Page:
7. ^ Andersen, Trine; López, Carmen; Manczak, Tom; Martinez, Karen; Simonsen, Henrik (2015). "Thapsigargin—From Thapsia L. To Mipsagargin". Molecules. 20 (4): 6113–27. doi:10.3390/molecules20046113. PMC 6272310. PMID 25856061.
  8. ^ "Mipsagargin". NCI Drug Dictionary. National Cancer Institute. 2011-02-02.
  9. ^ "Clinical Trials: Mipsagargin". National Cancer Institute.
  10. ^ Ball, Matthew; Andrews, Stephen P.; Wierschem, Frank; Cleator, Ed; Smith, Martin D.; Ley, Steven V. (2007). "Total Synthesis of Thapsigargin, a Potent SERCA Pump Inhibitor". Organic Letters. 9 (4): 663–6. doi:10.1021/ol062947x. PMID 17256950.
  11. ^ Chu, Hang; Smith, Joel M.; Felding, Jakob; Baran, Phil S. (2017). "Scalable Synthesis of (−)-Thapsigargin". ACS Central Science. 3 (1): 47–51. doi:10.1021/acscentsci.6b00313. PMC 5269647. PMID 28149952.
  12. ^ Chen, Dezhi; Evans, P Andrew. (2017). "A Concise, Efficient and Scalable Total Synthesis of Thapsigargin and Nortrilobolide from (R)-(-)-Carvone". J. Am. Chem. Soc. 139 (17): 6046–6049. doi:10.1021/jacs.7b01734. PMID 28422492.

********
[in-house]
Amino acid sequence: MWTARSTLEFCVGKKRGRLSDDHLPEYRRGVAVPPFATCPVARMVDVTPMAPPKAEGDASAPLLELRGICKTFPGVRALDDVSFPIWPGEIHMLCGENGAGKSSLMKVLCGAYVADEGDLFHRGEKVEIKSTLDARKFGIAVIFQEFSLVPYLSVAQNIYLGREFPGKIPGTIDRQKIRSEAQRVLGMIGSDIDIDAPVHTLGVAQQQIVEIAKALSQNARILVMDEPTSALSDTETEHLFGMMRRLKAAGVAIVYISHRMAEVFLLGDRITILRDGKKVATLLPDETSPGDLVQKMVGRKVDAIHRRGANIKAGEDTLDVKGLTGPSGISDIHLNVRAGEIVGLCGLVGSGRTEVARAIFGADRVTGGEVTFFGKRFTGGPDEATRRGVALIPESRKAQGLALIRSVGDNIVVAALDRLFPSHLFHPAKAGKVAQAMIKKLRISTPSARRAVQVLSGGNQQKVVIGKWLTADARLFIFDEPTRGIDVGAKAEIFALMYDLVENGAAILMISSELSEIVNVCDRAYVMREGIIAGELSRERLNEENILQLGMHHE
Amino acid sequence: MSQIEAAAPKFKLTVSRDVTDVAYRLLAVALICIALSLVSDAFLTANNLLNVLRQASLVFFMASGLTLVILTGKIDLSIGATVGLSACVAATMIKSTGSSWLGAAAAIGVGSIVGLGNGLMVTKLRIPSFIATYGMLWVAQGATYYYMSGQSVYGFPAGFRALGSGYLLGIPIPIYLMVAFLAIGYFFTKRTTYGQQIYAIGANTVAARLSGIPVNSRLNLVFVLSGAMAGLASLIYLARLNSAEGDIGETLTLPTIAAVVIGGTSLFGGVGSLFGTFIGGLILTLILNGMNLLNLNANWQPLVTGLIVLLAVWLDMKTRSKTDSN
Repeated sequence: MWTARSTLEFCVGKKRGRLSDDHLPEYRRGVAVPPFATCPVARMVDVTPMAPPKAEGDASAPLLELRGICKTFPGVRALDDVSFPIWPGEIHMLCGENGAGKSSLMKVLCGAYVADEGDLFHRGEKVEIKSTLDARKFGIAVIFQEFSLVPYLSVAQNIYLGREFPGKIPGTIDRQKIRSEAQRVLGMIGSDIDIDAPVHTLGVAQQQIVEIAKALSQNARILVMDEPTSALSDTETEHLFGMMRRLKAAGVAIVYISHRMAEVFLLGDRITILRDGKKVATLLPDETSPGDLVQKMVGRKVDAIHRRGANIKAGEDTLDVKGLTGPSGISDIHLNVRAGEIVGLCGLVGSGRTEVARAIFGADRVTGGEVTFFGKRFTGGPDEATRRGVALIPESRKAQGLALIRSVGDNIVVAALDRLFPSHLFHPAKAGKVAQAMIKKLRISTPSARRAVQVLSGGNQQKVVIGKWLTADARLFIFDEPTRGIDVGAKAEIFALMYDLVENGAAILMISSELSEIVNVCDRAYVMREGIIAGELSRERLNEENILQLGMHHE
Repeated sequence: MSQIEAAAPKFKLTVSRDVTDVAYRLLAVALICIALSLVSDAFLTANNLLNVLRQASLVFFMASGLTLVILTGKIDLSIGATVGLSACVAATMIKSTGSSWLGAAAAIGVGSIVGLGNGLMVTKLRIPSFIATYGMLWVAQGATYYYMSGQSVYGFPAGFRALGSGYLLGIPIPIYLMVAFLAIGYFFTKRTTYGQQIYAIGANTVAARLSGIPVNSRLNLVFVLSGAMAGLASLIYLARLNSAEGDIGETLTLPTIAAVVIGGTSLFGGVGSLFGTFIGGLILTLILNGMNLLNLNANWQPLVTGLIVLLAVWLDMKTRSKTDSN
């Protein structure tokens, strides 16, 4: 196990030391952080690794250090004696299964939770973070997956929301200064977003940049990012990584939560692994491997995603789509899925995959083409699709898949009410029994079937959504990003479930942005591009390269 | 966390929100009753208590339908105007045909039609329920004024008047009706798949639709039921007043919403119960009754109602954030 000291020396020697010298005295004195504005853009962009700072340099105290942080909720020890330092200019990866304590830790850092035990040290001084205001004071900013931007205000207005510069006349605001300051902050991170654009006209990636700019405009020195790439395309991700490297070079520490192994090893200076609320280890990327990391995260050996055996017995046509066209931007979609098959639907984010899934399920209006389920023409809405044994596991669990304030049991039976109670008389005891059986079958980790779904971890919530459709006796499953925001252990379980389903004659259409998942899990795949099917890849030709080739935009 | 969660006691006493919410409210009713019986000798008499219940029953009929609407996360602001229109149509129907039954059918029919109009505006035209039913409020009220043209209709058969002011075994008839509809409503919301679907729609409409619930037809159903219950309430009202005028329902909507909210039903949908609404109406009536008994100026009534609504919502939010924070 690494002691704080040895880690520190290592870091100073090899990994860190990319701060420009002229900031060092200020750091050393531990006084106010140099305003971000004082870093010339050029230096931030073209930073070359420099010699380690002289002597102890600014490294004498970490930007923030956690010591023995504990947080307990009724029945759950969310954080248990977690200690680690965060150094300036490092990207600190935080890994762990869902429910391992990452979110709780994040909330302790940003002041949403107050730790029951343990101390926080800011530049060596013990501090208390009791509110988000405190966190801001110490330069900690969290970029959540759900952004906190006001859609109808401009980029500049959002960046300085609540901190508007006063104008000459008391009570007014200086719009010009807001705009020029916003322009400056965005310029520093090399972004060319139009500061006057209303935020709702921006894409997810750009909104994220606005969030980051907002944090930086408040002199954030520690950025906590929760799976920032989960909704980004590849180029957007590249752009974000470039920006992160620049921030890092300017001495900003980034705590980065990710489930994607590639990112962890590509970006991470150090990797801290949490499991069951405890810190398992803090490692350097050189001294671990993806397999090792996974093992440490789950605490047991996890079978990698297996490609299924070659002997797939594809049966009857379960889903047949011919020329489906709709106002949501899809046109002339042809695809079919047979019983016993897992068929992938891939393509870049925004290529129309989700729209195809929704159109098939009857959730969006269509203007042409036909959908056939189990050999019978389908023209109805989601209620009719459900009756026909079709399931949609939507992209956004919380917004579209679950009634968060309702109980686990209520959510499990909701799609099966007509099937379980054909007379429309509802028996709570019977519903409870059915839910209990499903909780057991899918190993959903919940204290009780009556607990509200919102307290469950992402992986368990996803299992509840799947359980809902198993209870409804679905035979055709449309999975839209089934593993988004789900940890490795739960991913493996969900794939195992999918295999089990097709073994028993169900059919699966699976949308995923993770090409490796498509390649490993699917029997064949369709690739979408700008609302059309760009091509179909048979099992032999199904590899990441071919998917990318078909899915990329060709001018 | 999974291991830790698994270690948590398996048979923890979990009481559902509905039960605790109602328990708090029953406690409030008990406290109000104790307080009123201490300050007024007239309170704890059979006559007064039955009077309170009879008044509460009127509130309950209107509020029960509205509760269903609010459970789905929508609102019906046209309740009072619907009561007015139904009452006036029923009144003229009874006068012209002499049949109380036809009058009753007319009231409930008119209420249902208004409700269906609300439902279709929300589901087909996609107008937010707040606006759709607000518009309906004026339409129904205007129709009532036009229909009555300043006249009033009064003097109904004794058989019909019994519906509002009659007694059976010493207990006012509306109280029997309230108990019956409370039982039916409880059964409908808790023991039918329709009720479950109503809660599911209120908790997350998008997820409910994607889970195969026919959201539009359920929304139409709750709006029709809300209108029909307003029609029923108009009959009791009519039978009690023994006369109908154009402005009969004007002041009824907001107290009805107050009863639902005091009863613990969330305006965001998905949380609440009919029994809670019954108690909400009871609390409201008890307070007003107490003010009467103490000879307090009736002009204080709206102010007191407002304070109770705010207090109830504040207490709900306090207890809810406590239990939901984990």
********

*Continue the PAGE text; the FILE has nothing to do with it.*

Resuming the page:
13. ^ Glushakov, A. V.; Glushakova, H. Y.; Skok, V. I. (1999-01-15). "Modulation of nicotinic acetylcholine receptor activity in submucous neurons by intracellular messengers". Journal of the Autonomic Nervous System. 75 (1): 16–22. doi:10.1016/S0165-1838(98)00165-9. ISSN 0165-1838. PMID 9935265 – via
  14. ^ Voitenko, S. V.; Bobryshev, A. Yu; Skok, V. I. (2000-01-01). "Intracellular regulation of neuronal nicotinic cholinorceptors". Neuroscience and Behavioral Physiology. 30 (1): 19–25. doi:10.1007/BF02461388. ISSN 0097-0549. PMID 10768368.

Further reading[edit]

  • Duncan G, Wormstone IM, Liu CS, Marcantonio JM, Davies PD (September 1997). "Thapsigargin-coated intraocular lenses inhibit human lens cell growth". Nat. Med. 3 (9): 1026–8. doi:10.1038/nm0997-1026. PMID 9288732.
  • Ibaraki N (September 1997). "A brighter future for cataract surgery". Nat. Med. 3 (9): 958–60. doi:10.1038/nm0997-958. PMID 9288718.